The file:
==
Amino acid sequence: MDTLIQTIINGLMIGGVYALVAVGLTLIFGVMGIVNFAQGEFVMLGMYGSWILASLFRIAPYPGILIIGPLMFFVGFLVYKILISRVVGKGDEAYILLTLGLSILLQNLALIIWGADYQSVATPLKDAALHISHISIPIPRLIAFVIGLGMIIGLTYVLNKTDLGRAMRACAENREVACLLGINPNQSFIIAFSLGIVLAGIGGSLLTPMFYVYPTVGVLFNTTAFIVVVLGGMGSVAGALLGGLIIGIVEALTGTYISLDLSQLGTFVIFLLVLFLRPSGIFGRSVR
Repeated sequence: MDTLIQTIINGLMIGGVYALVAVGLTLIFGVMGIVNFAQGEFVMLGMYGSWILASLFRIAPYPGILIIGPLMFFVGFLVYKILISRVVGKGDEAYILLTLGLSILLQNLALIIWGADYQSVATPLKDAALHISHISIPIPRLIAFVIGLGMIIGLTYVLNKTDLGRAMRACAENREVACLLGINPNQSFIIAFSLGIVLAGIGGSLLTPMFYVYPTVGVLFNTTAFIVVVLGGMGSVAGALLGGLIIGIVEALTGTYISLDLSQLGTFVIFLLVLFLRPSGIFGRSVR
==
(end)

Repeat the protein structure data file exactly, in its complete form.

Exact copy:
Amino acid sequence: MDTLIQTIINGLMIGGVYALVAVGLTLIFGVMGIVNFAQGEFVMLGMYGSWILASLFRIAPYPGILIIGPLMFFVGFLVYKILISRVVGKGDEAYILLTLGLSILLQNLALIIWGADYQSVATPLKDAALHISHISIPIPRLIAFVIGLGMIIGLTYVLNKTDLGRAMRACAENREVACLLGINPNQSFIIAFSLGIVLAGIGGSLLTPMFYVYPTVGVLFNTTAFIVVVLGGMGSVAGALLGGLIIGIVEALTGTYISLDLSQLGTFVIFLLVLFLRPSGIFGRSVR
Repeated sequence: MDTLIQTIINGLMIGGVYALVAVGLTLIFGVMGIVNFAQGEFVMLGMYGSWILASLFRIAPYPGILIIGPLMFFVGFLVYKILISRVVGKGDEAYILLTLGLSILLQNLALIIWGADYQSVATPLKDAALHISHISIPIPRLIAFVIGLGMIIGLTYVLNKTDLGRAMRACAENREVACLLGINPNQSFIIAFSLGIVLAGIGGSLLTPMFYVYPTVGVLFNTTAFIVVVLGGMGSVAGALLGGLIIGIVEALTGTYISLDLSQLGTFVIFLLVLFLRPSGIFGRSVR